Firearms have been used throughout history, with the earliest likely being the hand cannons used around 1350 AD. By the early 1400′s, the first matchlocks were comprised of the “lock, stock, and barrel.”
The matchlocks were followed by flintlocks.
It’s interesting to note 2 other well-known adages originating with those early firearms : “flash in the pan” (the priming powder in the pan would ignite, but would fail to transmit the fire to the powder in the barrel resulting in a failure to fire); and ”keep your powder dry,” obviously necessary to fire the weapon.
Earliest guns in America:
Despite imaginative pictures of Pilgrims bearing flared-muzzle flintlock blunderbusses, the earliest firearms in American were doubtless matchlocks and the occasional wheellock.
However, during the Colonial years, a distinctly American type of gun would be developed, by first dozens and then hundreds of gunsmiths scattered through the new land. In the late 17th and 18th Centuries, colonists coming to America brought their indigenous European firearms and gun design concepts with them.
The gun was a necessary and treasured tool when pioneering a frontier wilderness far from civilization, and gun makers were valued and essential members of the small settlements.
And with every stage of firearm development, gunsmiths have sought to protect the steel and iron parts of those guns against the elements. Two well-documented processes are bluing (cold and hot) and browning.
The idea of both processes being to cause some rust to form on the metal parts, which would then protect the inner parts from further rusting and corrosion. Many of these processes and “recipes” were gunsmiths’ closely guarded secrets.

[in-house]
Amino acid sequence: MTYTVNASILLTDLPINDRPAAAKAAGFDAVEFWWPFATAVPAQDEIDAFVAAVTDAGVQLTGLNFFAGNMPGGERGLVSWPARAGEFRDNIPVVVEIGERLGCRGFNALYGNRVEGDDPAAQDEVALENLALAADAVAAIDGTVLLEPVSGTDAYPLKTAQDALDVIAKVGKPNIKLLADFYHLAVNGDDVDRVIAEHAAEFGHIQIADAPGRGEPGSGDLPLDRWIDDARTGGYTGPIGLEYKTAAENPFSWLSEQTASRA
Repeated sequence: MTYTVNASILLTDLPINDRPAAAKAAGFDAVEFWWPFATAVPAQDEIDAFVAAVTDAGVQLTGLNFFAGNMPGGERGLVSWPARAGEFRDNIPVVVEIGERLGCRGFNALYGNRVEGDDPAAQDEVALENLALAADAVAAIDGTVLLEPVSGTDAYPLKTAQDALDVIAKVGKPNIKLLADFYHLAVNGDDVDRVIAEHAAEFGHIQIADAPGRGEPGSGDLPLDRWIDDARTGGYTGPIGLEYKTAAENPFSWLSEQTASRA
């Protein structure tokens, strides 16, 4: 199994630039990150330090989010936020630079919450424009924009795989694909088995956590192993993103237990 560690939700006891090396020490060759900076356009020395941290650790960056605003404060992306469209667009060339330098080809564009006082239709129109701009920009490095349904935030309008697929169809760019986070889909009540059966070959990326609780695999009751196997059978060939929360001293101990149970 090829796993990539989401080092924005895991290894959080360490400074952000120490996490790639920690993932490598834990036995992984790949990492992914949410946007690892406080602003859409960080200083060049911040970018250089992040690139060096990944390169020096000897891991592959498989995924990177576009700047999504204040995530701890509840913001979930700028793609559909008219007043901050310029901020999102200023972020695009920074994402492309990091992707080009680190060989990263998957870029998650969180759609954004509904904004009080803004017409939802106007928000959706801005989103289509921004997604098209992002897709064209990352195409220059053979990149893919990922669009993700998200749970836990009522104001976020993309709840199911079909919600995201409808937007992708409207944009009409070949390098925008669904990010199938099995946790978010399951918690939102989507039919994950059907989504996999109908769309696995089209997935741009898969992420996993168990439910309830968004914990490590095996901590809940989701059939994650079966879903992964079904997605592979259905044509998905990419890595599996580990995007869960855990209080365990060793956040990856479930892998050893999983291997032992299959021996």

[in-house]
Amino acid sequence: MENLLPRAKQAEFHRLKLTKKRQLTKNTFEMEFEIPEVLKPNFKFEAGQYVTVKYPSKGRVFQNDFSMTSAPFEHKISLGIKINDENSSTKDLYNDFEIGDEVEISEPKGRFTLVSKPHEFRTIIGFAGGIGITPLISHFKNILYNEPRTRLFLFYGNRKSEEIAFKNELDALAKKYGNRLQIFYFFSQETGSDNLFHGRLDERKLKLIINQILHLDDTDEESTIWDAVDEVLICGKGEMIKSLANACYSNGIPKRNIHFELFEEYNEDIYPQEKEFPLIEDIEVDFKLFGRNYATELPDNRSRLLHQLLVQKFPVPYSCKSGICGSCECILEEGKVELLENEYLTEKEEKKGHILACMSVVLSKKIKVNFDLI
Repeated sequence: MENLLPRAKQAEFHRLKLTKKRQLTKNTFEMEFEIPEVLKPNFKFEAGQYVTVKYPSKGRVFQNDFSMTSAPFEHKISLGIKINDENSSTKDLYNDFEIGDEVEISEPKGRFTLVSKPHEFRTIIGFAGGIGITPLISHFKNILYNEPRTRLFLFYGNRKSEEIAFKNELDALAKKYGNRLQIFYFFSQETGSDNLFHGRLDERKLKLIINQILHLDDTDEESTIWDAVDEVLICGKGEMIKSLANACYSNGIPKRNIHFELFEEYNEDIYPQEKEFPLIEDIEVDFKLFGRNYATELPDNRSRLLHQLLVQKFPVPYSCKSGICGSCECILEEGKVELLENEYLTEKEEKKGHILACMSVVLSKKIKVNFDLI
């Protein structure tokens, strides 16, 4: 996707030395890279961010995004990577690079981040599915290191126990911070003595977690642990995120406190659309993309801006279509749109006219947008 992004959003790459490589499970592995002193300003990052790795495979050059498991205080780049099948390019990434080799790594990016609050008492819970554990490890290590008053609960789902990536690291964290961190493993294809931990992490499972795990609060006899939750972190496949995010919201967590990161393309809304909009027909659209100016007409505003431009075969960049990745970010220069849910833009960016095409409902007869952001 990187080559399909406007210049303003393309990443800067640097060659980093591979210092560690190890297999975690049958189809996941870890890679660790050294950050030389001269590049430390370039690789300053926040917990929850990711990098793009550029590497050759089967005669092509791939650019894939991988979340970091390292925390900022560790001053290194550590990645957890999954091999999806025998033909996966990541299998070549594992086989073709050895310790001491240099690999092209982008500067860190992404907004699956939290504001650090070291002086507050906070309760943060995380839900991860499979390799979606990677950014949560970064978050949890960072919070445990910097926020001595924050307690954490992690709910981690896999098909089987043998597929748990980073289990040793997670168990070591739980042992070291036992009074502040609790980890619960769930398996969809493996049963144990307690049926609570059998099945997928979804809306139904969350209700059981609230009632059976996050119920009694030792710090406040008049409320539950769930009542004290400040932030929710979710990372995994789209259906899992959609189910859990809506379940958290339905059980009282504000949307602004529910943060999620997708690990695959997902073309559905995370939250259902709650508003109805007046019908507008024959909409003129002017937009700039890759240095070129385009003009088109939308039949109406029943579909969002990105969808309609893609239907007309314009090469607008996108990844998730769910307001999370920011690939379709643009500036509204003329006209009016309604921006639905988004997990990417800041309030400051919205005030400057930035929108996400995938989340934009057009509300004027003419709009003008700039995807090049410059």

One such recipe used for the Brown Bess musket, as recorded in the General Regulations and Orders for the Army, 1811:
- Nitric acid – 1/2 ounce
- Sweet spirits of wine – 1/2 ounce
- Spirits of wine – 1 ounce
- Blue vitriol (a.k.a. copper sulphate) – 2 ounces
- Tincture of Steel – 1 ounce
The barrel would be cleaned of all impurities, plugs put in both ends, then the barrel would be hung and the solution applied. Within 24 hours a thin layer of rust would have formed, and the next step performed,”carding” (rubbing with a brush or steel wool to remove the acid from the surface).
The entire process would be repeated several times — the result being a protective layer on all the metal parts.
The older browning process was improved and became the cold bluing process:
It was later discovered that before carding, if the part is immersed in boiling hot water first, this stops the rusting process. Additionally, the part turns a deep blue or black color instead of reddish brown. This is due to the black oxide of iron (Fe3O4) being formed instead of the red oxide of iron (Fe2O3). This process is called “cold bluing” instead of “browning” and is the only real difference between the two processes.
While the browning and cold bluing were sufficient for their day and age, neither provided significant hardness, and thus, no real protection against wear.
Many advances in firearms finishes have been made over the years, a great testament to the entrepreneurial and creative spirit of gunsmiths.
Poly-T2 is a PTFE based modified epoxy coating specifically designed to provide lubricity and corrosion protection for metal components exposed to harsh environments and demanding service conditions.
The exceptional formulation of Poly-T2 provides the corrosion protection necessary to exceed 1000 hours salt spray exposure per ASTM-B-117.
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The long history of firearms finishing is fascinating, and the future of firearms finishes astonishing.
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